If a married friend propositions you, do you tell his wife (a stranger)?
July 31, 2019 1:08 PM   Subscribe

Just what it says on the tin.

- He's a former coworker (not my super bestie or anything).

- They've been married for a year.

- He says it's not an open relationship, he's just attracted to me.

Fucking EWW.
posted by MiraK to Human Relations (59 answers total) 5 users marked this as a favorite
No, you don’t. Not your monkeys, not your circus.
posted by whitewall at 1:11 PM on July 31, 2019 [25 favorites]

Depends on if you feel like you have the time. That's really the only consideration I can think of. You'd be doing this person a favor, but they may or may not see it that way so you may be opening up a can of drama worms. So it just depends on if you feel like you have the time & energy to think about this topic more than you already have.
posted by bleep at 1:12 PM on July 31, 2019 [6 favorites]

I wouldn't. Either she doesn't care (unlikely) or this would be a source of great pain for her, and there's nothing about your standing in her life that would justify the burden to you of being the bearer of that news.
posted by fingersandtoes at 1:12 PM on July 31, 2019 [1 favorite]

Yes, you do tell her. This is the responsible thing to do. Her health and her well-being may depend on it.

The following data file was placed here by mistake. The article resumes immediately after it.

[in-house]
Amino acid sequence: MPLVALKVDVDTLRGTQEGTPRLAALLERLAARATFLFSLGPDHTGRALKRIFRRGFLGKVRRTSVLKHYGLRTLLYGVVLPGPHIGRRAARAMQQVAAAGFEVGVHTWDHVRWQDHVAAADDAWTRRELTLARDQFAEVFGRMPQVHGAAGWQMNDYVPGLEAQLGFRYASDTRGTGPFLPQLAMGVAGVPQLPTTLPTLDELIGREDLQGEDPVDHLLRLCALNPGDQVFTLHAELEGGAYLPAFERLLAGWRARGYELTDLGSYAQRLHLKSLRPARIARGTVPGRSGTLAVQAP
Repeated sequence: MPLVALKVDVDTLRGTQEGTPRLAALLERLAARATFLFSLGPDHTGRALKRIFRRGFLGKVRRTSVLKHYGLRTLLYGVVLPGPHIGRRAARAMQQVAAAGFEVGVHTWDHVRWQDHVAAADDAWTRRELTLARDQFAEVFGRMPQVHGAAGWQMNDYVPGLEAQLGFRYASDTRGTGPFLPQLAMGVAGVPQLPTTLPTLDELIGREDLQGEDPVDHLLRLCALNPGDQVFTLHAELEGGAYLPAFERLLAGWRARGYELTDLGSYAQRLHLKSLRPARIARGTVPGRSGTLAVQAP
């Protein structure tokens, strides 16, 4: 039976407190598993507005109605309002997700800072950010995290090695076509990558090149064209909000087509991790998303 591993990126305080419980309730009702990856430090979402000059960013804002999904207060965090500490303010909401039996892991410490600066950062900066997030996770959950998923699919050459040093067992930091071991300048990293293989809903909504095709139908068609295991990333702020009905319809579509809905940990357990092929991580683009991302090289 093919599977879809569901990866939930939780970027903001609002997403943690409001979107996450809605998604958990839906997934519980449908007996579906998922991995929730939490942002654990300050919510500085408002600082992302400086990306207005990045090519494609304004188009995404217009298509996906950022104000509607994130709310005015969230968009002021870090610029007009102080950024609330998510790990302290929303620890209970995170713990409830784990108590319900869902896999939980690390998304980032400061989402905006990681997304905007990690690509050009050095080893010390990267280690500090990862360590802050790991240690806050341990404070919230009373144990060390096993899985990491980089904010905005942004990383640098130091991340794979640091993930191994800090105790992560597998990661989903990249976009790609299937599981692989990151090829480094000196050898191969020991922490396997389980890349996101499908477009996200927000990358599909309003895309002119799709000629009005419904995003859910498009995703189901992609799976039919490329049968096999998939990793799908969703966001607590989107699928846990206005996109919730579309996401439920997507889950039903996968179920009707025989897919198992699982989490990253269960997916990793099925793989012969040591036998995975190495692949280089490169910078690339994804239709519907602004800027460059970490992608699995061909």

Will it maybe suck for you? Yes. Sometimes doing the right thing sucks. But you still do it.
posted by internet fraud detective squad, station number 9 at 1:15 PM on July 31, 2019 [70 favorites]

Also, look, if you do this before she decides to have a kid with this man, you may literally be saving her from a lifetime of being connected to this man. Please do the right thing. If nothing results from it, fine, but at least you will know that you did what you could.
posted by internet fraud detective squad, station number 9 at 1:16 PM on July 31, 2019 [83 favorites]

If there was a text or a voicemail that I could anonymously forward to the wife...I probably would do it. I would want someone to let me know if my (hypothetical) committed monogamous partner were being dishonest with me. You are not obligated to tell her. She may have a lot of feelings when you do.